The opiate epidemic continues to rage in several major cities across the US.
OxyContin, an extremely potent narcotic, continues to be widely abused.
Multiple pharmaceutical companies have been sued over the drugs.
Now, at least one man faces a 17-year sentence for his role in the epidemic.
Oxycontin, a highly addictive opioid painkiller, is prescribed by doctors around the country to treat chronic pain. It’s also widely available on the streets as a drug of abuse.
A new dangerous trend has street chemists lacing oxycodone, the main ingredient in OxyContin, with the potent synthetic fentanyl. This creates a euphoric high and sometimes, intense sedation (“the nods”).
Fentanyl is nearly 80 to 100 times stronger than morphine, making it extremely dangerous even in microscopic quantities. Even coming into contact with trace amounts can produce overdose symptoms within a few minutes – and that’s exactly why it’s so attractive to dealers.
California is no exception to the overdose epidemic. They, too, have been struggling to regain control over access to illegal opiates. In fact, local authorities just wrapped up a lengthy investigation honing in on one of LA’s biggest drug lords.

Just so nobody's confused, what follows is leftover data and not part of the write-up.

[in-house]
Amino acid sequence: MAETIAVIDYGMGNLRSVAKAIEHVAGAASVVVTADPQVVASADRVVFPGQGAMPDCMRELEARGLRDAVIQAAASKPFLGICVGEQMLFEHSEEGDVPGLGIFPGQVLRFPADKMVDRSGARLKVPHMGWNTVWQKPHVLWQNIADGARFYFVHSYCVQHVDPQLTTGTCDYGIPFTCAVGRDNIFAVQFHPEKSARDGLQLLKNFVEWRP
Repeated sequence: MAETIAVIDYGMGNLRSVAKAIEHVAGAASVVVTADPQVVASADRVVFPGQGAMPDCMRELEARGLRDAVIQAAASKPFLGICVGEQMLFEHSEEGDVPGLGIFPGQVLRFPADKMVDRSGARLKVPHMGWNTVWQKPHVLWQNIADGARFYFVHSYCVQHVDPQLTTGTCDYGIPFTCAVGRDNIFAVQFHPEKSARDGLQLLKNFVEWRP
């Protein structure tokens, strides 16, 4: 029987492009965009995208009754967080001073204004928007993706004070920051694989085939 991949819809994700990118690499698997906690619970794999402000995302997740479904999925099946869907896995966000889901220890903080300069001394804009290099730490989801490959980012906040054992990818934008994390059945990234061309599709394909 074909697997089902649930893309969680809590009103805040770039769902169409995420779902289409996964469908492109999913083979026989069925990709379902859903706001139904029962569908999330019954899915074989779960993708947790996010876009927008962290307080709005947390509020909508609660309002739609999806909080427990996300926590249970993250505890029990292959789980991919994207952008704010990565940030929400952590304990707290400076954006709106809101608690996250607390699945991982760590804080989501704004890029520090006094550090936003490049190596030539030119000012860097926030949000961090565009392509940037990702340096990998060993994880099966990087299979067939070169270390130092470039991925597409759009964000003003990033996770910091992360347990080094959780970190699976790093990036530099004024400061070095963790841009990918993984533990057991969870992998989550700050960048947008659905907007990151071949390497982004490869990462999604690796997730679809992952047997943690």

Orange County drug dealer Wyatt Pasek was recently sentenced to 210 months in prison for selling counterfeit “Oxys” laced with synthetic fentanyl, according to the DOJ. It was an elaborate scheme to cover up the fentanyl contaminant and make the drugs look like regular pain killers.
Pasek has a known criminal past, with three prior drug-related charges that include money laundering, felony possession of a firearm and participating in a drug trafficking ring.
Investigators, including the DEA, had been observing the whereabouts of Pasek and his associates, Duc Cao and Isaiah Suarez. NYDN reporter Kassidy Vavra reports that investigators uncovered over 100,000 fake pills during the operation, including 13 pounds of fentanyl, hundreds of Xanax pills and piles of cash.
Pills were mainly distributed through the US Mail and also made their way through the dark web marketplace, where they were sold privately.
Fortunately, the ring was busted and federal agents intercepted most, if not all, of the packages. Otherwise, the pills could have cost the lives of hundreds.
Copyright 2019, NewsReady.com